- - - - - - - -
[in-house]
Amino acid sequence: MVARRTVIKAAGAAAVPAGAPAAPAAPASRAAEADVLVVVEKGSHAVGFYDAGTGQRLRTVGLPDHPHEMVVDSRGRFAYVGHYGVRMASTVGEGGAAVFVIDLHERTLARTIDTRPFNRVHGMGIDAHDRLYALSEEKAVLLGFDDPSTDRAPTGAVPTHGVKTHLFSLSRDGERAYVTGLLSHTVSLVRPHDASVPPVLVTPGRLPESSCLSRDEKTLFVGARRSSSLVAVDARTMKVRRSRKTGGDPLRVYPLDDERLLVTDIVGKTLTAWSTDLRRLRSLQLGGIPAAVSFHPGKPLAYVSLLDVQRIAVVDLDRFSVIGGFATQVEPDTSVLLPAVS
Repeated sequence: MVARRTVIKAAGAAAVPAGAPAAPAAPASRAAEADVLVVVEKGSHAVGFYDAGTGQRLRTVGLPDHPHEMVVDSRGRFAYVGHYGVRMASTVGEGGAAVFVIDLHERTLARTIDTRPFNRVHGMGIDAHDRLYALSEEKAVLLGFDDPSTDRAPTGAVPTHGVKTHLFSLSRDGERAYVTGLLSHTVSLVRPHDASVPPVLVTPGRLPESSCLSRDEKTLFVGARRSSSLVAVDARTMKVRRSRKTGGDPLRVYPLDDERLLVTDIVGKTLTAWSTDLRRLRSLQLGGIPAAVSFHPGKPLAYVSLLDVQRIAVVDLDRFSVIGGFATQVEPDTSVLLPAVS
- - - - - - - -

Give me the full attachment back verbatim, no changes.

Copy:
[in-house]
Amino acid sequence: MVARRTVIKAAGAAAVPAGAPAAPAAPASRAAEADVLVVVEKGSHAVGFYDAGTGQRLRTVGLPDHPHEMVVDSRGRFAYVGHYGVRMASTVGEGGAAVFVIDLHERTLARTIDTRPFNRVHGMGIDAHDRLYALSEEKAVLLGFDDPSTDRAPTGAVPTHGVKTHLFSLSRDGERAYVTGLLSHTVSLVRPHDASVPPVLVTPGRLPESSCLSRDEKTLFVGARRSSSLVAVDARTMKVRRSRKTGGDPLRVYPLDDERLLVTDIVGKTLTAWSTDLRRLRSLQLGGIPAAVSFHPGKPLAYVSLLDVQRIAVVDLDRFSVIGGFATQVEPDTSVLLPAVS
Repeated sequence: MVARRTVIKAAGAAAVPAGAPAAPAAPASRAAEADVLVVVEKGSHAVGFYDAGTGQRLRTVGLPDHPHEMVVDSRGRFAYVGHYGVRMASTVGEGGAAVFVIDLHERTLARTIDTRPFNRVHGMGIDAHDRLYALSEEKAVLLGFDDPSTDRAPTGAVPTHGVKTHLFSLSRDGERAYVTGLLSHTVSLVRPHDASVPPVLVTPGRLPESSCLSRDEKTLFVGARRSSSLVAVDARTMKVRRSRKTGGDPLRVYPLDDERLLVTDIVGKTLTAWSTDLRRLRSLQLGGIPAAVSFHPGKPLAYVSLLDVQRIAVVDLDRFSVIGGFATQVEPDTSVLLPAVS